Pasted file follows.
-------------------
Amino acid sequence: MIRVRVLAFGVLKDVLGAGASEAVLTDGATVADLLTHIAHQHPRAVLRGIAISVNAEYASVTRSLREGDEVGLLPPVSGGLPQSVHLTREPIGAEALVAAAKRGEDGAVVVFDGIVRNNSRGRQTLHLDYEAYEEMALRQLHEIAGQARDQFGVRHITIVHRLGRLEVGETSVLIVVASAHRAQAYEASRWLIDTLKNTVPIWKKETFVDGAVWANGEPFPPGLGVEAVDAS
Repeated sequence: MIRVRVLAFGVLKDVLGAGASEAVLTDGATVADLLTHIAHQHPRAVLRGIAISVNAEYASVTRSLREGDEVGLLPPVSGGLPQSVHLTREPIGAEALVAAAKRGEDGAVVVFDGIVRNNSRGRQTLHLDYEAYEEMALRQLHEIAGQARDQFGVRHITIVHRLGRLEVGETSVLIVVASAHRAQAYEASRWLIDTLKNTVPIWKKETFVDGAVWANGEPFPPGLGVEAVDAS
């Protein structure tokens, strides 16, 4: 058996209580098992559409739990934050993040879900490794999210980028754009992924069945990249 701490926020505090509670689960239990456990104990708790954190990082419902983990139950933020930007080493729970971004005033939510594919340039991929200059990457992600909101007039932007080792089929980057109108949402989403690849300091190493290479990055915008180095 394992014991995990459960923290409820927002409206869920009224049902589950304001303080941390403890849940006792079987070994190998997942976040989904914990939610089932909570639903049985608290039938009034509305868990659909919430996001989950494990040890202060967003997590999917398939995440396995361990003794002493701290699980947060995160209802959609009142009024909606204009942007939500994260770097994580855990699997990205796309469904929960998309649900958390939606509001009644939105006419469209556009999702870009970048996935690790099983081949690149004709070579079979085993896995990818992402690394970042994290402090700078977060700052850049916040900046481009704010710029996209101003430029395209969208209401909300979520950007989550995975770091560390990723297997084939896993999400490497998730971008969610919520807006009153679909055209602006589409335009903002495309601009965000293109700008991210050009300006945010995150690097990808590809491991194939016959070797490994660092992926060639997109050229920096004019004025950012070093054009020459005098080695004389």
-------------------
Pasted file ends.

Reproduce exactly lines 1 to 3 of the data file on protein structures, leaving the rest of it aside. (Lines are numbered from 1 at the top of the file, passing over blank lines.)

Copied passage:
Amino acid sequence: MIRVRVLAFGVLKDVLGAGASEAVLTDGATVADLLTHIAHQHPRAVLRGIAISVNAEYASVTRSLREGDEVGLLPPVSGGLPQSVHLTREPIGAEALVAAAKRGEDGAVVVFDGIVRNNSRGRQTLHLDYEAYEEMALRQLHEIAGQARDQFGVRHITIVHRLGRLEVGETSVLIVVASAHRAQAYEASRWLIDTLKNTVPIWKKETFVDGAVWANGEPFPPGLGVEAVDAS
Repeated sequence: MIRVRVLAFGVLKDVLGAGASEAVLTDGATVADLLTHIAHQHPRAVLRGIAISVNAEYASVTRSLREGDEVGLLPPVSGGLPQSVHLTREPIGAEALVAAAKRGEDGAVVVFDGIVRNNSRGRQTLHLDYEAYEEMALRQLHEIAGQARDQFGVRHITIVHRLGRLEVGETSVLIVVASAHRAQAYEASRWLIDTLKNTVPIWKKETFVDGAVWANGEPFPPGLGVEAVDAS
């Protein structure tokens, strides 16, 4: 058996209580098992559409739990934050993040879900490794999210980028754009992924069945990249 701490926020505090509670689960239990456990104990708790954190990082419902983990139950933020930007080493729970971004005033939510594919340039991929200059990457992600909101007039932007080792089929980057109108949402989403690849300091190493290479990055915008180095 394992014991995990459960923290409820927002409206869920009224049902589950304001303080941390403890849940006792079987070994190998997942976040989904914990939610089932909570639903049985608290039938009034509305868990659909919430996001989950494990040890202060967003997590999917398939995440396995361990003794002493701290699980947060995160209802959609009142009024909606204009942007939500994260770097994580855990699997990205796309469904929960998309649900958390939606509001009644939105006419469209556009999702870009970048996935690790099983081949690149004709070579079979085993896995990818992402690394970042994290402090700078977060700052850049916040900046481009704010710029996209101003430029395209969208209401909300979520950007989550995975770091560390990723297997084939896993999400490497998730971008969610919520807006009153679909055209602006589409335009903002495309601009965000293109700008991210050009300006945010995150690097990808590809491991194939016959070797490994660092992926060639997109050229920096004019004025950012070093054009020459005098080695004389």